The news was a surprise to one of his former players, Minnesota Vikings kicker Blair Walsh, who learned before Sunday’s game at the Atlanta Falcons that Richt was out.
“That’s really unfortunate,” Walsh said. “He’s such a great man, a man of integrity and character and somebody that helped shape me into what I am today. I feel for him and his family, but I know if decides to keep coaching he’s going to get a job here at any point he wants.
“I love him and I’ll miss him at Georgia.”
McGarity had praise for Richt, who was 145-51 with two SEC championships. Only Vince Dooley (201) won more games at Georgia.
McGarity thanked Richt and Richt’s wife, Katharyn, “for 15 years of remarkable service to the UGA community, hundreds of our students and staff, and to college football.”
“Mark’s record on the field was outstanding; however, his impact on college football goes well beyond the gridiron,” McGarity said before mentioning children who attended Richt’s summer camp, recruits and his players. “For those contributions, we are sincerely appreciative.”
Richt, strongly religious, was respected for his integrity but criticized for failing to keep pace in the SEC’s recent string of seven straight national championships. Georgia’s last SEC championship was in 2005. Its last national championship, under Dooley, came in 1980. The Bulldogs lost in the 2011 and 2012 SEC championship games.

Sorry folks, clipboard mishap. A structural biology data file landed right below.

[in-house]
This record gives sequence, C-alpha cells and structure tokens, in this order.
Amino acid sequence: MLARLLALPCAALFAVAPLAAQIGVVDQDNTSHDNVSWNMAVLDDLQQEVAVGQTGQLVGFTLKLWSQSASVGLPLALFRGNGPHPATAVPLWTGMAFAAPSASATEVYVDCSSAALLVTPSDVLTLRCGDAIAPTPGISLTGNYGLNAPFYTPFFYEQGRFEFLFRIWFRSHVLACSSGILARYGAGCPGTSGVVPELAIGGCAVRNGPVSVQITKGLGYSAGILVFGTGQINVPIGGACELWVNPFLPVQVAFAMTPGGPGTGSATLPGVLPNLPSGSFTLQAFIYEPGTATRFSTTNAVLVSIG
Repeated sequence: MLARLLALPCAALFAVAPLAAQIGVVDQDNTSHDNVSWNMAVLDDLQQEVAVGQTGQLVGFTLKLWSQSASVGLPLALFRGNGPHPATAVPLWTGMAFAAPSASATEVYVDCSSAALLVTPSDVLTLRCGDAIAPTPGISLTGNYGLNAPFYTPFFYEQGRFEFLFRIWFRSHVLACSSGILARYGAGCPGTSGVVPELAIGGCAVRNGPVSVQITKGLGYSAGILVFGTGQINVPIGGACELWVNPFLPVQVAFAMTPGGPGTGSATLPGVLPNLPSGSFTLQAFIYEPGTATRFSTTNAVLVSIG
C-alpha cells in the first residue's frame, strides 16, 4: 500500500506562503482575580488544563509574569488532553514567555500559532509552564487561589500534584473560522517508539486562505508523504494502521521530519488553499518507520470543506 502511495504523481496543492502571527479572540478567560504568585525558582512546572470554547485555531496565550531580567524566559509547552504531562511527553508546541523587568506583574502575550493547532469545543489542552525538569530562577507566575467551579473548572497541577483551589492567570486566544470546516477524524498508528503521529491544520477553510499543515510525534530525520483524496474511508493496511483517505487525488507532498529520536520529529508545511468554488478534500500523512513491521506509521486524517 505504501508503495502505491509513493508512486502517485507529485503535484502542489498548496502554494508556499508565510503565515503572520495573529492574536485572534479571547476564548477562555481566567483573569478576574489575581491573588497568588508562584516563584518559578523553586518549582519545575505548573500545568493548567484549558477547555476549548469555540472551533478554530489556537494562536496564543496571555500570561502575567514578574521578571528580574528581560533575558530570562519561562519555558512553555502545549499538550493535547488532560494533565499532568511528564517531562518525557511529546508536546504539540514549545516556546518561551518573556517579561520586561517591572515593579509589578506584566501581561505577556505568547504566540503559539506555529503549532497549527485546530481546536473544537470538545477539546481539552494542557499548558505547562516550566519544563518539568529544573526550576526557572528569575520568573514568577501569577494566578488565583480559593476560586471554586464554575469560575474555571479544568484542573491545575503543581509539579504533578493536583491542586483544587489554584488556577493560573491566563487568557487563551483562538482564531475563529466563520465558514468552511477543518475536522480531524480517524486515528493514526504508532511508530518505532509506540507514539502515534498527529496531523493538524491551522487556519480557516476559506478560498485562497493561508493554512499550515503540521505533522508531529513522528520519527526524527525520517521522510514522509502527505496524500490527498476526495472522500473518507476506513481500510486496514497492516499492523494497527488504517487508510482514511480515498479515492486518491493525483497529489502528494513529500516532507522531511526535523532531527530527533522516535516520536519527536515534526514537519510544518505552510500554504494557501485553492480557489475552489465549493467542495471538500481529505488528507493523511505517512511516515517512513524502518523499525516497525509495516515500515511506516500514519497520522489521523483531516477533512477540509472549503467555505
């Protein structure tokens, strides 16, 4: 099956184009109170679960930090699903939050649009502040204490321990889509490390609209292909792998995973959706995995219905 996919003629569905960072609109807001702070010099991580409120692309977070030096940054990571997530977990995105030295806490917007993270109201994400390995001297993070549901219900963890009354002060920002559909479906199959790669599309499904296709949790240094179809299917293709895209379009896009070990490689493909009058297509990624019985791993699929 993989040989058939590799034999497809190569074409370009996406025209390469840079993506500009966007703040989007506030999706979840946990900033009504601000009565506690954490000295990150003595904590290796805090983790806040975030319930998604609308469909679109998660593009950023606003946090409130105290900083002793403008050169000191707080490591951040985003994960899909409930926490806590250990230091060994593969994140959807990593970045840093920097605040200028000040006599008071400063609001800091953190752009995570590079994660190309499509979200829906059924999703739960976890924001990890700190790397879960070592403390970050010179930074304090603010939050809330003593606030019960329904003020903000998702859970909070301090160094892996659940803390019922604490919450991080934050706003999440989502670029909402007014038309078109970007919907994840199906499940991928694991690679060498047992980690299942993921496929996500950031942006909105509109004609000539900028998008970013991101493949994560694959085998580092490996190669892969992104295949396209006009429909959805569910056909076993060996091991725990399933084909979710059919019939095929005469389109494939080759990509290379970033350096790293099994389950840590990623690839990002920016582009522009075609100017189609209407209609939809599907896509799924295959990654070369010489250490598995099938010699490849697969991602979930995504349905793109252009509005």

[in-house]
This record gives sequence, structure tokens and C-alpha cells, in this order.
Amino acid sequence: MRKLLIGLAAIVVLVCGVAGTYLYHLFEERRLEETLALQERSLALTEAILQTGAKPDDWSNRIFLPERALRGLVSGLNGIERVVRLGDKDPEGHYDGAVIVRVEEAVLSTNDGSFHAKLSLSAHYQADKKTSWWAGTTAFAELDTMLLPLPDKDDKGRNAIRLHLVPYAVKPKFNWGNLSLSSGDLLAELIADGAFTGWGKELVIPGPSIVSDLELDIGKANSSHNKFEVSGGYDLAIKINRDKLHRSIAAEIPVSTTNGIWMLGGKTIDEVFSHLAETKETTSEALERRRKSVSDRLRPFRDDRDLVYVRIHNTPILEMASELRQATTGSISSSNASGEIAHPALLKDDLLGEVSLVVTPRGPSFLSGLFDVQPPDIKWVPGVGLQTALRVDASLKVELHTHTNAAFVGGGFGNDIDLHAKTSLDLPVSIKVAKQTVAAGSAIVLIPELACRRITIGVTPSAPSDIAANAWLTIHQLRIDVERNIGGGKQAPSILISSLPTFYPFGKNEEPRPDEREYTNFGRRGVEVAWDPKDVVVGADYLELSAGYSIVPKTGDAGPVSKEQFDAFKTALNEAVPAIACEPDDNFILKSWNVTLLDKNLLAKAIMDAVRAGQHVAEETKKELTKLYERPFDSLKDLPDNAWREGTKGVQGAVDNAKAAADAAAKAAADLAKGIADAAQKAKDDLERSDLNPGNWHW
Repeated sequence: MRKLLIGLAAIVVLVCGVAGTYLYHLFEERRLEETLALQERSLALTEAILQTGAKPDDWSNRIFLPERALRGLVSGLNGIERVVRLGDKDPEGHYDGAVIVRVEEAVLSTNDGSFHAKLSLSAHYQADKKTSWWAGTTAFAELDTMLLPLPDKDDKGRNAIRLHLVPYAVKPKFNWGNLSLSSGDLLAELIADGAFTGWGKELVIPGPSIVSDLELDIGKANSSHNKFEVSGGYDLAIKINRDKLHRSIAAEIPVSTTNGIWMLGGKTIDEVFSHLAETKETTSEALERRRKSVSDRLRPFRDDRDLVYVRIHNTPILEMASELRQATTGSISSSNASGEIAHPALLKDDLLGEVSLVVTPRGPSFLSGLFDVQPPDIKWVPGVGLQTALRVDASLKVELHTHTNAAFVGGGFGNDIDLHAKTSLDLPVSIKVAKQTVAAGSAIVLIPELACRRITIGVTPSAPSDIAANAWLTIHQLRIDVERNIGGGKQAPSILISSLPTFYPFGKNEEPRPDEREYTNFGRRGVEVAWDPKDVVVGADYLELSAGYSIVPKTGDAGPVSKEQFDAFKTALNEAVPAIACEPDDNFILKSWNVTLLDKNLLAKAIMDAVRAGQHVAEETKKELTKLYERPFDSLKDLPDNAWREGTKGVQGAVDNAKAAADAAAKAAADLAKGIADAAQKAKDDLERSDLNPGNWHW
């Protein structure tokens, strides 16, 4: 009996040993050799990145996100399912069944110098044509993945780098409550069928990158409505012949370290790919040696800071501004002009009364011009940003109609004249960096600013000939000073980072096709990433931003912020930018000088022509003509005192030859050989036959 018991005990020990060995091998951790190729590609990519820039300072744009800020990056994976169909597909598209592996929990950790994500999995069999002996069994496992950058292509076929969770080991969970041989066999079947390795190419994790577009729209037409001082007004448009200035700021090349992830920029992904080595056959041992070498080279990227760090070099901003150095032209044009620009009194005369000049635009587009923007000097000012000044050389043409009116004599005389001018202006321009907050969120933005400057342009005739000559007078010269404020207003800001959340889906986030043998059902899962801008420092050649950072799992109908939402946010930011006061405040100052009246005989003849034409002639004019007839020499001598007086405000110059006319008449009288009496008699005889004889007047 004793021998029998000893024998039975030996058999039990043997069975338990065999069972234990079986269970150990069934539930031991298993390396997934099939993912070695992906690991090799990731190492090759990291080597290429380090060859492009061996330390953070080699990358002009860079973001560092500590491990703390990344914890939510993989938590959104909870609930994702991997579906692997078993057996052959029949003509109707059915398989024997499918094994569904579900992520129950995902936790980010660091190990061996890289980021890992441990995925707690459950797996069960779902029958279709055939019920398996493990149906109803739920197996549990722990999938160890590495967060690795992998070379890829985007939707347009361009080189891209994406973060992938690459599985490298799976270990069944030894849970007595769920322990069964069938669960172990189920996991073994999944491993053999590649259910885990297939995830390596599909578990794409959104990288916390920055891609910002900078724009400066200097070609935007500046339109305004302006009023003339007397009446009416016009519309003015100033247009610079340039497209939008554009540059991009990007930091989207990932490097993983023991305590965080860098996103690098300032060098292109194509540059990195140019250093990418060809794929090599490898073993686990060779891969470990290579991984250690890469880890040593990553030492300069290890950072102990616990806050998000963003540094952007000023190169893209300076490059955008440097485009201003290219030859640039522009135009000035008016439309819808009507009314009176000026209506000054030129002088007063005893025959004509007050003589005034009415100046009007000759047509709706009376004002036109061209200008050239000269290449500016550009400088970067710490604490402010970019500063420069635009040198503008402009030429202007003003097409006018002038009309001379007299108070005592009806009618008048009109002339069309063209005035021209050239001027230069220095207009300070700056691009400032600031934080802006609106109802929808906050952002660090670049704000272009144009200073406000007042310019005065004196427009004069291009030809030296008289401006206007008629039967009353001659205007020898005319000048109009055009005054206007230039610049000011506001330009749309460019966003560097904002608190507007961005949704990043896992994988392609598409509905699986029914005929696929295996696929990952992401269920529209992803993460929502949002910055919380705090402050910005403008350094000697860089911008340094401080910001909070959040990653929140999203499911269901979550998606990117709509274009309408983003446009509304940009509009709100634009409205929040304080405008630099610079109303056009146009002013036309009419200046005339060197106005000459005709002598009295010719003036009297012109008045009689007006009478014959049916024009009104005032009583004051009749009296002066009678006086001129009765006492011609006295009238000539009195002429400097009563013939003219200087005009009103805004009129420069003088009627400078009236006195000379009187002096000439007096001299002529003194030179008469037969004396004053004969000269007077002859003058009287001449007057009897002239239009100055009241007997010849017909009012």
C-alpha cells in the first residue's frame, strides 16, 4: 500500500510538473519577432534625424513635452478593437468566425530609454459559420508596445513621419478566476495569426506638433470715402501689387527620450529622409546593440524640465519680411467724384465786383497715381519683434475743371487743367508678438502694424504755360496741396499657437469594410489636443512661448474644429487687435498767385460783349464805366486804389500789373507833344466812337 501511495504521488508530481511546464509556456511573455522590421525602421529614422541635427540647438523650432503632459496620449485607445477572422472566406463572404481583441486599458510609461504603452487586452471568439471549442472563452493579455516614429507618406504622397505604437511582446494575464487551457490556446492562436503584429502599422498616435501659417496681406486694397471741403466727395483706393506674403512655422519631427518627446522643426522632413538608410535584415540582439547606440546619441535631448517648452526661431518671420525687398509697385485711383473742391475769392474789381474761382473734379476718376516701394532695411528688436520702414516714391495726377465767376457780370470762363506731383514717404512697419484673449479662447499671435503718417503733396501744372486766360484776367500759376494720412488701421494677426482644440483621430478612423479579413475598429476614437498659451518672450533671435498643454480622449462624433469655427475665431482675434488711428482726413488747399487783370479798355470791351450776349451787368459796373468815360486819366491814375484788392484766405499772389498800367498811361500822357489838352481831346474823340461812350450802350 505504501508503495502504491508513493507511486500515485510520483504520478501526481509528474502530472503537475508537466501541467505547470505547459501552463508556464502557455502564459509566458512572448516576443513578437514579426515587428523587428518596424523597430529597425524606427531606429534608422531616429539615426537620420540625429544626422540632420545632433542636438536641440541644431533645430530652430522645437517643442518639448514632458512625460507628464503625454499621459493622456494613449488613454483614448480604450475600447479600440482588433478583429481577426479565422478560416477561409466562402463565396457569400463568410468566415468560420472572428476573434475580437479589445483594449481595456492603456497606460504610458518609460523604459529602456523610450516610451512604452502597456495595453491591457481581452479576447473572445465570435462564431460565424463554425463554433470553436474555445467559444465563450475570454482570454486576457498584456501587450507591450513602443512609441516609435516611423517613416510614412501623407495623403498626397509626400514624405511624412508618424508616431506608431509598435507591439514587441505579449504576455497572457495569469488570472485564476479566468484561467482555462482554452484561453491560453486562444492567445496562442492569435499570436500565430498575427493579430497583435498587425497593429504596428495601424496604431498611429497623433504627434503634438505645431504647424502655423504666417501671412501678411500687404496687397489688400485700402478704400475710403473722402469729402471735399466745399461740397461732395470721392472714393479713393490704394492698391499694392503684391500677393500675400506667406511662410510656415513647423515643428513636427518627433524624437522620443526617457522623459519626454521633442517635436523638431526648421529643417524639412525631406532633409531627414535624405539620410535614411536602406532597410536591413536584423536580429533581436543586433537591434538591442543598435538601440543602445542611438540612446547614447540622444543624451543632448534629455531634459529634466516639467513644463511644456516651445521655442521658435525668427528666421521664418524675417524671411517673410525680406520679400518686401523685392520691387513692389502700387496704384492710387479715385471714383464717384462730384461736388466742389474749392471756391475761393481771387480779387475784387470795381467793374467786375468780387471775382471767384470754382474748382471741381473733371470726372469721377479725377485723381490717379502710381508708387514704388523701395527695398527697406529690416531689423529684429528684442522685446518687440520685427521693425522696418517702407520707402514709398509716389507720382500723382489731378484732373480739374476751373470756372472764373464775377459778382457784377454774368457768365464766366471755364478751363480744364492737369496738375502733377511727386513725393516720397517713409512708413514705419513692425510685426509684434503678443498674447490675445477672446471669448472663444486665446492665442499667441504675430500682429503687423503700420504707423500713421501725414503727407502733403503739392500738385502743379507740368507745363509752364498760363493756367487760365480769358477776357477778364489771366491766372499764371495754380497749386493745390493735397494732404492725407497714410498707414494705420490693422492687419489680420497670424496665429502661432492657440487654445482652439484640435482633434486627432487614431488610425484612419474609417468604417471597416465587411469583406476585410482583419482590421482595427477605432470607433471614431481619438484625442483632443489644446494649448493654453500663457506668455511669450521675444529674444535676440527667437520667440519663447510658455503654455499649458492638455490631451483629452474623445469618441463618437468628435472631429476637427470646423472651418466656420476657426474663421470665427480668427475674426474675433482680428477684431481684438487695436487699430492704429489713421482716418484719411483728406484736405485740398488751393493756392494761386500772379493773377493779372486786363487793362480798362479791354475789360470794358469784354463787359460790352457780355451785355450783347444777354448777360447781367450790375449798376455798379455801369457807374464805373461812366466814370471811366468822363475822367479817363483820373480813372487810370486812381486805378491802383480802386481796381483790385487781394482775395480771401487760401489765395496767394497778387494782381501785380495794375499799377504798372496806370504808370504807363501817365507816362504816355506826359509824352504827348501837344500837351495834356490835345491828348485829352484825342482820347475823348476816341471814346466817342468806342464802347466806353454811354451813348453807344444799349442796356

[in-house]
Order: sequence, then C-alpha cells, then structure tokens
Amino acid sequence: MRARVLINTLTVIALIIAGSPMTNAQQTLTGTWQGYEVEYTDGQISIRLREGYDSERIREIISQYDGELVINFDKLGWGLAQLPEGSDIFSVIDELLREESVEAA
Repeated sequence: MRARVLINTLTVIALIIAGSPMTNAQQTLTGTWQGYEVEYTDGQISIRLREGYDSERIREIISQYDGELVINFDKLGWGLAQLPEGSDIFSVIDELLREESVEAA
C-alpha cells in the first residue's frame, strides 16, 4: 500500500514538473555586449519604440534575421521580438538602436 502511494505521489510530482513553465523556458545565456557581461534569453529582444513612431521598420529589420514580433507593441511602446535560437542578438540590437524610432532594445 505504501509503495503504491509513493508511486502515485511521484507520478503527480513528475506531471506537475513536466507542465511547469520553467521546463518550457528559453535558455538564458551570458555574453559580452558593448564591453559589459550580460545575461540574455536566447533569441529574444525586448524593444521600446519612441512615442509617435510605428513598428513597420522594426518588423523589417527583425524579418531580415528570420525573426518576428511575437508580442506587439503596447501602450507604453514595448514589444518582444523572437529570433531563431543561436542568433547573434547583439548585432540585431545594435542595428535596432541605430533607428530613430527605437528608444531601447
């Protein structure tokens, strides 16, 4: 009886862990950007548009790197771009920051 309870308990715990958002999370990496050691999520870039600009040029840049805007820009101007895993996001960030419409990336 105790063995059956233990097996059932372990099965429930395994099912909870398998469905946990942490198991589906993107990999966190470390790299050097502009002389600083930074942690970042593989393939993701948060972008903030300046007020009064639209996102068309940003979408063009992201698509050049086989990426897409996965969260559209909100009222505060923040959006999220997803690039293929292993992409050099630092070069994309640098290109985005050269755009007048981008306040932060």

This season, Richt earned positive reviews for his personal role with Southern wide receiver Devon Gales, who suffered a serious neck injury in a loss at Georgia. Gales said on his Twitter account Sunday that Richt “understands that football is about more than winning. It’s about shaping and molding the lives of young men.”
Georgia has tentatively planned a news conference for today.
A leading candidate in Georgia’s search could be Alabama defensive coordinator Kirby Smart, a former Georgia safety and assistant coach under Richt.
Georgia’s tradition of hiring or promoting assistant coaches to become coach includes Dooley, Ray Goff and Richt, who was the former offensive coordinator at Florida State.
If Georgia chooses to pursue a current head coach, a possible candidate who has a history with McGarity is Mississippi State coach Dan Mullen. When McGarity was an associate athletic director at Florida, Mullen was an assistant coach for the Gators.
Georgia also might contact Colorado State coach Mike Bobo, who left as the Bulldogs’ offensive coordinator following the 2014 season, when Georgia led the SEC in scoring. Bobo is 7-5 and won his last four regular-season games in his first season at Colorado State.
Houston coach Tom Herman is another possible candidate.
McGarity said if Richt chooses to remain at Georgia, he would “be heavily involved with outreach programs for our former football lettermen.”
University of Georgia president Jere Morehead said he asked Richt to accept “a new leadership role” that apparently would include fundraising.
“I look forward to hopefully working closely with him as we advance our capital campaign at the University of Georgia,” Morehead said.